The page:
Picture of Handmaiden Silken

Same colourway, different dyelots

So, dear reader, am I exaggerating by calling this year Annus Horribilus? It certainly hasn’t been all that productive or successful despite my efforts. However, as my dear knit-night buddy @Midweshterner pointed out to me (and I’m paraphrasing, because she put it more eloquently) the reason I’m not succeeding is because I’m trying such experimental things.

Recently, I came across the Helsinki Bus Station Theory in relation to creativity and design. The gist of it is: too often we bail too soon on a project that’s failing. Or we prevent ourselves gaining experience and confidence by focussing only on success. Rather than decide the bus we’re on isn’t going anywhere or taking us in the wrong direction we should try to stay on the bus and enjoy the journey of discovery. The final destination is more likely to be where we will really feel comfortable. So I’ve tried to stay on the bus. And I’ve tried to put in the time.

And recently things have started to turn the corner. In the past month I have:

  • sent off a design submission to Knitscene
  • finished the Silken t-shirt – photographed it and am in the process of writing up the pattern
  • spun most of the yarn needed for a sweater (another sweater design in progress)
  • started swatching for two new garment designs

I’m hopeful that as I “Stay on the fucking bus.” I’ll soon have something tangible produced from all this potential.

Tell me, dear reader: What have you triumphed with because you persevered?

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6 Responses to “Annus Horribilis”

  1. Jenny Says:

    I love the idea of a creativity bus with no specific destination and I hope you stay on the fucking bus too 😉

  2. undermeoxter Says:

    Thanks Jenny! I think the main thing is to remind myself that the bumps along the way are all part of the journey. They shouldn’t throw me off the bus but help me appreciate the distance.

  3. Treasa Says:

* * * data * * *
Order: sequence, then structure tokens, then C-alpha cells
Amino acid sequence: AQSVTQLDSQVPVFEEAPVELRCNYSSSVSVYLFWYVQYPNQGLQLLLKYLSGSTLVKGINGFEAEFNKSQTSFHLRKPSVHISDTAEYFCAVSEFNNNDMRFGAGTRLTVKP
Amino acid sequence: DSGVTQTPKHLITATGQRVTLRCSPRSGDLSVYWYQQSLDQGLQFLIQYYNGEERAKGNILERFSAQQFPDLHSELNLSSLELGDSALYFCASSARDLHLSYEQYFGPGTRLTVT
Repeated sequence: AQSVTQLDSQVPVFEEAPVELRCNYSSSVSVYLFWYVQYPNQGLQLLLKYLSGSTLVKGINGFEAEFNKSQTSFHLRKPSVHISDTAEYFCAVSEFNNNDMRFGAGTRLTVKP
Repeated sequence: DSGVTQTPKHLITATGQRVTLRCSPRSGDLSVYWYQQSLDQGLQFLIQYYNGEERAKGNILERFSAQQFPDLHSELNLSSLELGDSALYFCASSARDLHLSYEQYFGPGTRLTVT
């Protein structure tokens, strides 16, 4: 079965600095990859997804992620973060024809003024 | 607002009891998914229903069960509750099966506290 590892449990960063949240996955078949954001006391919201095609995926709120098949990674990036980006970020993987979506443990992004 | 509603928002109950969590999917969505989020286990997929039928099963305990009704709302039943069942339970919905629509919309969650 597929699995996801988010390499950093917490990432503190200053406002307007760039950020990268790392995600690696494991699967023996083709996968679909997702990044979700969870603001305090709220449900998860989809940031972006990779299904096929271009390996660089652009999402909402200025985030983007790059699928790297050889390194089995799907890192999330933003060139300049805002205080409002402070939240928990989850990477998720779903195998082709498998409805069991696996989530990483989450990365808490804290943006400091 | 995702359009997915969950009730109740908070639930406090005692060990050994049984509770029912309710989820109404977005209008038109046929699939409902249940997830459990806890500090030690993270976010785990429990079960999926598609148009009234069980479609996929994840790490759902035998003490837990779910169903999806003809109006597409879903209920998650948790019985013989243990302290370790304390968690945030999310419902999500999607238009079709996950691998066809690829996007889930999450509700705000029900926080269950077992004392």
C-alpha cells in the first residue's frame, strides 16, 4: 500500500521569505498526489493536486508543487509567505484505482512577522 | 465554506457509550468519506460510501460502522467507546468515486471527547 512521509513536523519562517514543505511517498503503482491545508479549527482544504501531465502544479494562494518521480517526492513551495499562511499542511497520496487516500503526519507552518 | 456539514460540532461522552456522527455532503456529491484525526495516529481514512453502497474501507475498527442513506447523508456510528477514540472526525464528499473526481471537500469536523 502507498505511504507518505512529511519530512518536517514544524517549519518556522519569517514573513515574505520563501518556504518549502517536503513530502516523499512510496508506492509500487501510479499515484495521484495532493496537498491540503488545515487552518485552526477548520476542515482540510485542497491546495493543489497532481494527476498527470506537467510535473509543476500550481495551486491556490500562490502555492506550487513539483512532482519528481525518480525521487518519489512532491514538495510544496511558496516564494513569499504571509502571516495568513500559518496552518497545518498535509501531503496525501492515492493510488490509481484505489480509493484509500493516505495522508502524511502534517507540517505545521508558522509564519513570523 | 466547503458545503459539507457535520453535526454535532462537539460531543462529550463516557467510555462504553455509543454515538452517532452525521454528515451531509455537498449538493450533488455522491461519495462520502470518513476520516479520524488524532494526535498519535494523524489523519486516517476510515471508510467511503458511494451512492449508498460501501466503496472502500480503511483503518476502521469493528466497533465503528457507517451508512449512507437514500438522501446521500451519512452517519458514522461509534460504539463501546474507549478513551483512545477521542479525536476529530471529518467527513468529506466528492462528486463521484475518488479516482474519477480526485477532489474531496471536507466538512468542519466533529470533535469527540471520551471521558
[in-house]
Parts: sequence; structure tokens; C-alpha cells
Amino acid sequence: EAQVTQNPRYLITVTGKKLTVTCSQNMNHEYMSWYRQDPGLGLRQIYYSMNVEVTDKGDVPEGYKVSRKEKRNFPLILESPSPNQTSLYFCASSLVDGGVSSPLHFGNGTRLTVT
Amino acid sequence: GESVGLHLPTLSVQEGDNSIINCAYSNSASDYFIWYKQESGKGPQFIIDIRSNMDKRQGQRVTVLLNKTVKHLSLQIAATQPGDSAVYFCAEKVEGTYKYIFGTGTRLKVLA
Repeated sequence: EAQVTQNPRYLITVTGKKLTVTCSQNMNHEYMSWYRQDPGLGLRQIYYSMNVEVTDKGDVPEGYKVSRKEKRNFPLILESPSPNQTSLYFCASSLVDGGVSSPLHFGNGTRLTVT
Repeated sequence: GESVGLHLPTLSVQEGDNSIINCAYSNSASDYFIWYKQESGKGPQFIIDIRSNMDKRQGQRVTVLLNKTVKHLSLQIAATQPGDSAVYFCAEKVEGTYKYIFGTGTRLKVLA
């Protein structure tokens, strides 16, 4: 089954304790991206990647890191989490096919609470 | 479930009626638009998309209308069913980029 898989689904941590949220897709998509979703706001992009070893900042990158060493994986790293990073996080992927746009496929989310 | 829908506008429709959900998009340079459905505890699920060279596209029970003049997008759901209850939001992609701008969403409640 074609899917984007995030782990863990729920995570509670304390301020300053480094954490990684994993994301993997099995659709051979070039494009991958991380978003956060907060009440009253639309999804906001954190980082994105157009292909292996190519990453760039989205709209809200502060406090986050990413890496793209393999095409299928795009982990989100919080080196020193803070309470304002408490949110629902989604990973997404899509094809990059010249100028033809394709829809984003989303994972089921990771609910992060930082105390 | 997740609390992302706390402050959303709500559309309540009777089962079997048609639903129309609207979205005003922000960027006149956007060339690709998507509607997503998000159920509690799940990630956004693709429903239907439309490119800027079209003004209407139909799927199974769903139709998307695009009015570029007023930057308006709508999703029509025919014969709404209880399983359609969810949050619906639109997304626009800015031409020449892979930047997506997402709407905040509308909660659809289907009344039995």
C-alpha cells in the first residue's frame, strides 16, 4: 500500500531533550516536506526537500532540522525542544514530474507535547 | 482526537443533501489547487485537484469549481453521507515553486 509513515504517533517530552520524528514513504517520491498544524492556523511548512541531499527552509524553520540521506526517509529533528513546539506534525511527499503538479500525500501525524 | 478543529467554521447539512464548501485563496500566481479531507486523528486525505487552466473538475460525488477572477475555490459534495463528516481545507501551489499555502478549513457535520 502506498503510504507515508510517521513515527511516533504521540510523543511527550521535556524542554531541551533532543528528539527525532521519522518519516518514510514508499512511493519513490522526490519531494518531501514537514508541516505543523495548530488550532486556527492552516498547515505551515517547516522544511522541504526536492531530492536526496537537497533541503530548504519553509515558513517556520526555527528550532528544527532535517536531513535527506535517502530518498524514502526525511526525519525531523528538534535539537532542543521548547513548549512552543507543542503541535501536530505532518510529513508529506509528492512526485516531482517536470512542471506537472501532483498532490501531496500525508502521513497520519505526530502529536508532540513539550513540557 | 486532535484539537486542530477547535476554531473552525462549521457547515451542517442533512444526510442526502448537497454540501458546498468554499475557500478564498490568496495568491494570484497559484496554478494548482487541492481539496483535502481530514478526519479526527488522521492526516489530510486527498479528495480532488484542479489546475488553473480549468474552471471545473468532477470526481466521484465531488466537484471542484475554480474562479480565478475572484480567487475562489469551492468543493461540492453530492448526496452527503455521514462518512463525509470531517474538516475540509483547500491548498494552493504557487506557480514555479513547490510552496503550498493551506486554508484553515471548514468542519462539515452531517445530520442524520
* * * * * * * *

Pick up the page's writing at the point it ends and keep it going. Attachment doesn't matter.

I think sometimes we are too hard on ourselves and get stuck in a zone where we don’t address the fact that failure and difficulty is more valuable a learning process than getting things right first time. I think ultimately, there needs to be come clarity on why we do things, and how much it matters to us to get them right all the time. This is a wider philosophical question but in general, I find that as a society, we’re getting less tolerant of fault, and one of the indirect results of this is that we take fewer risks in general. I find it fascinating that there’s been a massive swing back towards hand work, particularly amongst what I would call knowledge workers, hand crafts for women (for the most part) and craft beers and wood turning for the men. It’s as if, spending all our time in a non-tangible world, we have a serious need for some sort of piecework. The fascinating thing is, for myself personally, getting something wrong with piece work, which can be expensive in supplies, is less of a fiasco than getting it wrong in, for example, setting up a database or some small coding fix that isn’t working. I wonder why, sometimes.

  4. Nadia Says:

    I think you can still pull it out of the box and slap this year into a win! Your very talented and you have lots to share and I can’t wait to see your designs.